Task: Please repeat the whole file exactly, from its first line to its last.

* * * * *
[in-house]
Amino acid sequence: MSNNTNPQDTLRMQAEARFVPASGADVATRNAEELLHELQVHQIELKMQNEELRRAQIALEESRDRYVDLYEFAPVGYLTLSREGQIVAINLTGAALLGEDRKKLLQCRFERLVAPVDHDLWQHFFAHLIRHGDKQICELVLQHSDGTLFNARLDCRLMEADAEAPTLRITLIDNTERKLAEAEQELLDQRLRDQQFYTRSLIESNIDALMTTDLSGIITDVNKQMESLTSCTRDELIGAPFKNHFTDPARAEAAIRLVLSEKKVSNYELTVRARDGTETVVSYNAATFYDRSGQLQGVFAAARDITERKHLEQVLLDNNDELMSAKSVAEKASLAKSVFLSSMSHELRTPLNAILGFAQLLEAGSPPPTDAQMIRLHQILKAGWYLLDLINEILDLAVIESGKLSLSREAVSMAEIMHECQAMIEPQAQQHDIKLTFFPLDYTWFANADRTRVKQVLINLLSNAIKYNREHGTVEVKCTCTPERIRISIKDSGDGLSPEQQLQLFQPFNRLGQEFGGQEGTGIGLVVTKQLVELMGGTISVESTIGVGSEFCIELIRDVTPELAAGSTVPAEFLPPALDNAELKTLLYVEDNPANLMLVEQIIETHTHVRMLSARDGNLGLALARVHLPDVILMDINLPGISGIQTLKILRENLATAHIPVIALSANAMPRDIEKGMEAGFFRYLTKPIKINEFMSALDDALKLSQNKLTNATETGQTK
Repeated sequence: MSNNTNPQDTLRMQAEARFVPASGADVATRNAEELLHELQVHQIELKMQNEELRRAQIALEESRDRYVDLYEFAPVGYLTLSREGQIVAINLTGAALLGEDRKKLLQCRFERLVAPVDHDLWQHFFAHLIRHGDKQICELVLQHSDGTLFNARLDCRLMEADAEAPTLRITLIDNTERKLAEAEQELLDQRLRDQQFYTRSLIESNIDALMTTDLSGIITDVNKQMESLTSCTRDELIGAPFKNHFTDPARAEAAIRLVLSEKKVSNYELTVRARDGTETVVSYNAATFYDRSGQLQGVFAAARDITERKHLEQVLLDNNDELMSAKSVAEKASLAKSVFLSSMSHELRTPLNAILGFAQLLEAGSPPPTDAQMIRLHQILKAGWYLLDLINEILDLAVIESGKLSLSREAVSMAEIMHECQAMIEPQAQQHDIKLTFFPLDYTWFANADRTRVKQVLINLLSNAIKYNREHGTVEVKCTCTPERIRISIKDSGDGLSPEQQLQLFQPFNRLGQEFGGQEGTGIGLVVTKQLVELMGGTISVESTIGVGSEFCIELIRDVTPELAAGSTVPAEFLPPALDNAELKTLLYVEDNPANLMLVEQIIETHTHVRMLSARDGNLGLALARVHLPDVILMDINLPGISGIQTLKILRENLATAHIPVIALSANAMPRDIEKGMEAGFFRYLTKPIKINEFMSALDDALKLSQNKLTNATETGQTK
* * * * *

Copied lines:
[in-house]
Amino acid sequence: MSNNTNPQDTLRMQAEARFVPASGADVATRNAEELLHELQVHQIELKMQNEELRRAQIALEESRDRYVDLYEFAPVGYLTLSREGQIVAINLTGAALLGEDRKKLLQCRFERLVAPVDHDLWQHFFAHLIRHGDKQICELVLQHSDGTLFNARLDCRLMEADAEAPTLRITLIDNTERKLAEAEQELLDQRLRDQQFYTRSLIESNIDALMTTDLSGIITDVNKQMESLTSCTRDELIGAPFKNHFTDPARAEAAIRLVLSEKKVSNYELTVRARDGTETVVSYNAATFYDRSGQLQGVFAAARDITERKHLEQVLLDNNDELMSAKSVAEKASLAKSVFLSSMSHELRTPLNAILGFAQLLEAGSPPPTDAQMIRLHQILKAGWYLLDLINEILDLAVIESGKLSLSREAVSMAEIMHECQAMIEPQAQQHDIKLTFFPLDYTWFANADRTRVKQVLINLLSNAIKYNREHGTVEVKCTCTPERIRISIKDSGDGLSPEQQLQLFQPFNRLGQEFGGQEGTGIGLVVTKQLVELMGGTISVESTIGVGSEFCIELIRDVTPELAAGSTVPAEFLPPALDNAELKTLLYVEDNPANLMLVEQIIETHTHVRMLSARDGNLGLALARVHLPDVILMDINLPGISGIQTLKILRENLATAHIPVIALSANAMPRDIEKGMEAGFFRYLTKPIKINEFMSALDDALKLSQNKLTNATETGQTK
Repeated sequence: MSNNTNPQDTLRMQAEARFVPASGADVATRNAEELLHELQVHQIELKMQNEELRRAQIALEESRDRYVDLYEFAPVGYLTLSREGQIVAINLTGAALLGEDRKKLLQCRFERLVAPVDHDLWQHFFAHLIRHGDKQICELVLQHSDGTLFNARLDCRLMEADAEAPTLRITLIDNTERKLAEAEQELLDQRLRDQQFYTRSLIESNIDALMTTDLSGIITDVNKQMESLTSCTRDELIGAPFKNHFTDPARAEAAIRLVLSEKKVSNYELTVRARDGTETVVSYNAATFYDRSGQLQGVFAAARDITERKHLEQVLLDNNDELMSAKSVAEKASLAKSVFLSSMSHELRTPLNAILGFAQLLEAGSPPPTDAQMIRLHQILKAGWYLLDLINEILDLAVIESGKLSLSREAVSMAEIMHECQAMIEPQAQQHDIKLTFFPLDYTWFANADRTRVKQVLINLLSNAIKYNREHGTVEVKCTCTPERIRISIKDSGDGLSPEQQLQLFQPFNRLGQEFGGQEGTGIGLVVTKQLVELMGGTISVESTIGVGSEFCIELIRDVTPELAAGSTVPAEFLPPALDNAELKTLLYVEDNPANLMLVEQIIETHTHVRMLSARDGNLGLALARVHLPDVILMDINLPGISGIQTLKILRENLATAHIPVIALSANAMPRDIEKGMEAGFFRYLTKPIKINEFMSALDDALKLSQNKLTNATETGQTK